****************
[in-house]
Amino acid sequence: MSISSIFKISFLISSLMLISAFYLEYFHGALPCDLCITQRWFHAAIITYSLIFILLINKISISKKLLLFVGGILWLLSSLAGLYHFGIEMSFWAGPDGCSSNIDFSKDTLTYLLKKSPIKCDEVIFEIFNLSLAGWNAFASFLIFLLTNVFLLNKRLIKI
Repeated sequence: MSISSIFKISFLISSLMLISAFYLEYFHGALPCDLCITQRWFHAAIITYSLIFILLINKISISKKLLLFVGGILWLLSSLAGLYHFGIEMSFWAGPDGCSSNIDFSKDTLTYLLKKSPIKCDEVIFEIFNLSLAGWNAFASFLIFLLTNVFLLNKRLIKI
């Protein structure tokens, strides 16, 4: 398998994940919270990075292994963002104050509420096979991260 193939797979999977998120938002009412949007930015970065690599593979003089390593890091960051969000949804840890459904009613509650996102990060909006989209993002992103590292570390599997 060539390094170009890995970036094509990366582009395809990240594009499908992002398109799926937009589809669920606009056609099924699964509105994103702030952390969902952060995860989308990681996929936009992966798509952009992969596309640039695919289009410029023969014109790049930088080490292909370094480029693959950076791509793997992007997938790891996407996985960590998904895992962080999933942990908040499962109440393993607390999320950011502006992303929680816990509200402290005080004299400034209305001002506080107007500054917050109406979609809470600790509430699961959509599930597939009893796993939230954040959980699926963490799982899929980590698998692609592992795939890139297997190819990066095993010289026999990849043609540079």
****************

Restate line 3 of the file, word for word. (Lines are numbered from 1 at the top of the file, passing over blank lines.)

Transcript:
Repeated sequence: MSISSIFKISFLISSLMLISAFYLEYFHGALPCDLCITQRWFHAAIITYSLIFILLINKISISKKLLLFVGGILWLLSSLAGLYHFGIEMSFWAGPDGCSSNIDFSKDTLTYLLKKSPIKCDEVIFEIFNLSLAGWNAFASFLIFLLTNVFLLNKRLIKI